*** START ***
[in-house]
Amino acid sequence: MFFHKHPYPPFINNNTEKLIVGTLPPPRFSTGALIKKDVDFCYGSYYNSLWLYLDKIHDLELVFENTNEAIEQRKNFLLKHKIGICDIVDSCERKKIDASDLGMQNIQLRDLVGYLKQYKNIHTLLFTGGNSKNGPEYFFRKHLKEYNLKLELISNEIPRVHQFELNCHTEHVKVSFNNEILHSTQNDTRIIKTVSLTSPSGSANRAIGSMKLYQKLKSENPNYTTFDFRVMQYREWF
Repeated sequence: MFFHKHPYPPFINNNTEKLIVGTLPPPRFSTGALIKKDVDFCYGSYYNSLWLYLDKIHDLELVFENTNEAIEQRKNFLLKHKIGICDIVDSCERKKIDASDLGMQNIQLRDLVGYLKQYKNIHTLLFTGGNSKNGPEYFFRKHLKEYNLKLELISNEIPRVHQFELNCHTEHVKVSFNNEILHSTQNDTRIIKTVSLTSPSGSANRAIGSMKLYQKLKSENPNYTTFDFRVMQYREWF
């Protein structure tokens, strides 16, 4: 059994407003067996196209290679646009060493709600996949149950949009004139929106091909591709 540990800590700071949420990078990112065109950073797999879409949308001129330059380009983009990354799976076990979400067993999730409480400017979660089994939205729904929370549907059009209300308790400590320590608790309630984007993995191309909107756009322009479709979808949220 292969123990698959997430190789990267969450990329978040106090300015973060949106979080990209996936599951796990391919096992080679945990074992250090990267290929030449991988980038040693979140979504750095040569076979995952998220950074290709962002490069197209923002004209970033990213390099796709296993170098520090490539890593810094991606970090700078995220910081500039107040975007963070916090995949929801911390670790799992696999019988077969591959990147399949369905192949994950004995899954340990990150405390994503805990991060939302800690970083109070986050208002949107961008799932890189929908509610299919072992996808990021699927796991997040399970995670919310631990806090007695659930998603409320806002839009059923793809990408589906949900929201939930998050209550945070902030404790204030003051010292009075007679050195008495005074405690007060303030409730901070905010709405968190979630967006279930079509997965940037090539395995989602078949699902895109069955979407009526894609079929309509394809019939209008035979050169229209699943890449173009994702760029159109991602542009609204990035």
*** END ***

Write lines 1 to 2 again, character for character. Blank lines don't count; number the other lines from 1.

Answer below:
[in-house]
Amino acid sequence: MFFHKHPYPPFINNNTEKLIVGTLPPPRFSTGALIKKDVDFCYGSYYNSLWLYLDKIHDLELVFENTNEAIEQRKNFLLKHKIGICDIVDSCERKKIDASDLGMQNIQLRDLVGYLKQYKNIHTLLFTGGNSKNGPEYFFRKHLKEYNLKLELISNEIPRVHQFELNCHTEHVKVSFNNEILHSTQNDTRIIKTVSLTSPSGSANRAIGSMKLYQKLKSENPNYTTFDFRVMQYREWF